Finally, they congratulated all the individuals and groups who have fought so effectively for Erimitis to ensure it is still here for us to enjoy. Now they could be ready to begin planning for the management of this unique environment, using this victory to drive an island wide change. The vision would be that Erimitis will survive as part of a network of linked landscapes that are integrated into the Corfu landscape and economy.
Last week, in the context of the broader exploration into alternative nature-centric management plans for Erimitis, John Regan BioParks specialist, Professor Sir Drummond Bone and Dr Mike Maunder spent a week in Corfu investigating the island’s appetite for such an approach. Together with the IEF, they spoke to local ecologists, members of the hospitality industry, the Ionian University, Lee Durrell and others to inform their report.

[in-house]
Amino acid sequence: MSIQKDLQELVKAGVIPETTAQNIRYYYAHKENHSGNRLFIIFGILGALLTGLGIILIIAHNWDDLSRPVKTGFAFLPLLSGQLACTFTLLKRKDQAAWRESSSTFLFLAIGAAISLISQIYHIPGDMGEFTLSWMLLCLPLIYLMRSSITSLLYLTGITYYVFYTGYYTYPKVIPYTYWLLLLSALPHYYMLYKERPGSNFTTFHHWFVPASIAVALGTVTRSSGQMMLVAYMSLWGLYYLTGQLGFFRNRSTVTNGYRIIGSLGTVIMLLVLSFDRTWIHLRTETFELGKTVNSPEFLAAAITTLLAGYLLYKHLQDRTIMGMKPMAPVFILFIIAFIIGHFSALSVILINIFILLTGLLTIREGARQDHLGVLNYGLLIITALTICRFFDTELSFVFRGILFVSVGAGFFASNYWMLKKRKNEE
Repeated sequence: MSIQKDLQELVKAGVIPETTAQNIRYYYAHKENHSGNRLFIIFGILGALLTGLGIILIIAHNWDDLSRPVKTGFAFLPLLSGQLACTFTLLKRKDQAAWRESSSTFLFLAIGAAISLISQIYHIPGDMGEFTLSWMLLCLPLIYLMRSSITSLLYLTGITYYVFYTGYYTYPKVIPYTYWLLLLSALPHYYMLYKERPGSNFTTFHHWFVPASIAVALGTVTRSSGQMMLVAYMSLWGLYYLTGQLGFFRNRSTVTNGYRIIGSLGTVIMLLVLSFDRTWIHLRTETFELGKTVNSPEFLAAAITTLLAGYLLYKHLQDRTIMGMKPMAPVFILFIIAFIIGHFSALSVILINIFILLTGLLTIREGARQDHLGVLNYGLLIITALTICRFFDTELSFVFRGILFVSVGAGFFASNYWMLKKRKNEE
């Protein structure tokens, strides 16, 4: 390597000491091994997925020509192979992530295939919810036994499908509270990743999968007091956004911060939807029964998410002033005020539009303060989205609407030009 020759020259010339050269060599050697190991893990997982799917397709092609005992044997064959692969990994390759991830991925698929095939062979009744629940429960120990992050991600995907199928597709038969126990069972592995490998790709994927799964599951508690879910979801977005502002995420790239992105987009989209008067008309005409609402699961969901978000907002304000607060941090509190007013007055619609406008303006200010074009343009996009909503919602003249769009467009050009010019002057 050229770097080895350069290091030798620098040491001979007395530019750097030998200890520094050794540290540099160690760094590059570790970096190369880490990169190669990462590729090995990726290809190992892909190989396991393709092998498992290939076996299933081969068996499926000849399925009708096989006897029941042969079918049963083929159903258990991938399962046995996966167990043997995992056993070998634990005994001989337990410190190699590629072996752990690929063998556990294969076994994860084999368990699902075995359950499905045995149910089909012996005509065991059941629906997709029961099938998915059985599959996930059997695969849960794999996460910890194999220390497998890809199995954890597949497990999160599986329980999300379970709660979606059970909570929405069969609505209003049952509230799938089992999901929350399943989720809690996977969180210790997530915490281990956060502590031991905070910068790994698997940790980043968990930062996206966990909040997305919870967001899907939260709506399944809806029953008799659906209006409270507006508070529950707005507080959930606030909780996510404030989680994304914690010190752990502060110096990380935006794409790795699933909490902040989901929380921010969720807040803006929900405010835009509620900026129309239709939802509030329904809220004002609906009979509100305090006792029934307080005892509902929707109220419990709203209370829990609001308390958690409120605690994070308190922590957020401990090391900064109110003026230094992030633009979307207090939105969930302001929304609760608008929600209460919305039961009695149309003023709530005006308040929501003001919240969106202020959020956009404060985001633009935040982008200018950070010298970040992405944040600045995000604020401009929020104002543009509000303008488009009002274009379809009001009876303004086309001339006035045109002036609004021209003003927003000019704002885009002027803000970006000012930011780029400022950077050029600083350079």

Dr Maunder during his presentation to the public, acknowledged the importance of Erimitis as a last area of coastal wild nature, accessible to all that includes:
• Threatened species
• Sea grass meadows
• Potential for low impact tourism but with improved local benefits
• Potential for schools and community education
• Potential for a research facility
• Opportunity to rebuild nature and push the ignition button for rebuilding natural capital across Corfu and the Ionian islands
The professors argued that Erimitis could be a step forward to a nature positive Corfu based on the principals that Nature is recognised as a vital resource for Corfu’s prosperity. In this scenario there is a shift from exploitative tourism to regenerative tourism that reflects and enhances nature and culture.